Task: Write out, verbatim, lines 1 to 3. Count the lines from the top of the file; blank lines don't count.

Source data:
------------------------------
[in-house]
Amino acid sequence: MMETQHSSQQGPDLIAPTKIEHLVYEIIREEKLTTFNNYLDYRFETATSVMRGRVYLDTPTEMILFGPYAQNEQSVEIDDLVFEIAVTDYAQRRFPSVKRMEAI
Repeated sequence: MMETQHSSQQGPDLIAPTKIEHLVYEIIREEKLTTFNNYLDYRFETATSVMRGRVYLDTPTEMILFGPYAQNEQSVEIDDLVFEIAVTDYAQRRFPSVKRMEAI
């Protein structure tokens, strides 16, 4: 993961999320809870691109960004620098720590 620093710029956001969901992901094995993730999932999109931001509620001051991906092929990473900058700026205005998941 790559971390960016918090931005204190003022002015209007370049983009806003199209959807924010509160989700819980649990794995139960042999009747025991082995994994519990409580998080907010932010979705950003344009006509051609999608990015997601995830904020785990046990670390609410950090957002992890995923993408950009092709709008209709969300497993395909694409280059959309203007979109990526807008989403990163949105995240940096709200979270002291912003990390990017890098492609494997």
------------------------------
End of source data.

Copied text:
[in-house]
Amino acid sequence: MMETQHSSQQGPDLIAPTKIEHLVYEIIREEKLTTFNNYLDYRFETATSVMRGRVYLDTPTEMILFGPYAQNEQSVEIDDLVFEIAVTDYAQRRFPSVKRMEAI
Repeated sequence: MMETQHSSQQGPDLIAPTKIEHLVYEIIREEKLTTFNNYLDYRFETATSVMRGRVYLDTPTEMILFGPYAQNEQSVEIDDLVFEIAVTDYAQRRFPSVKRMEAI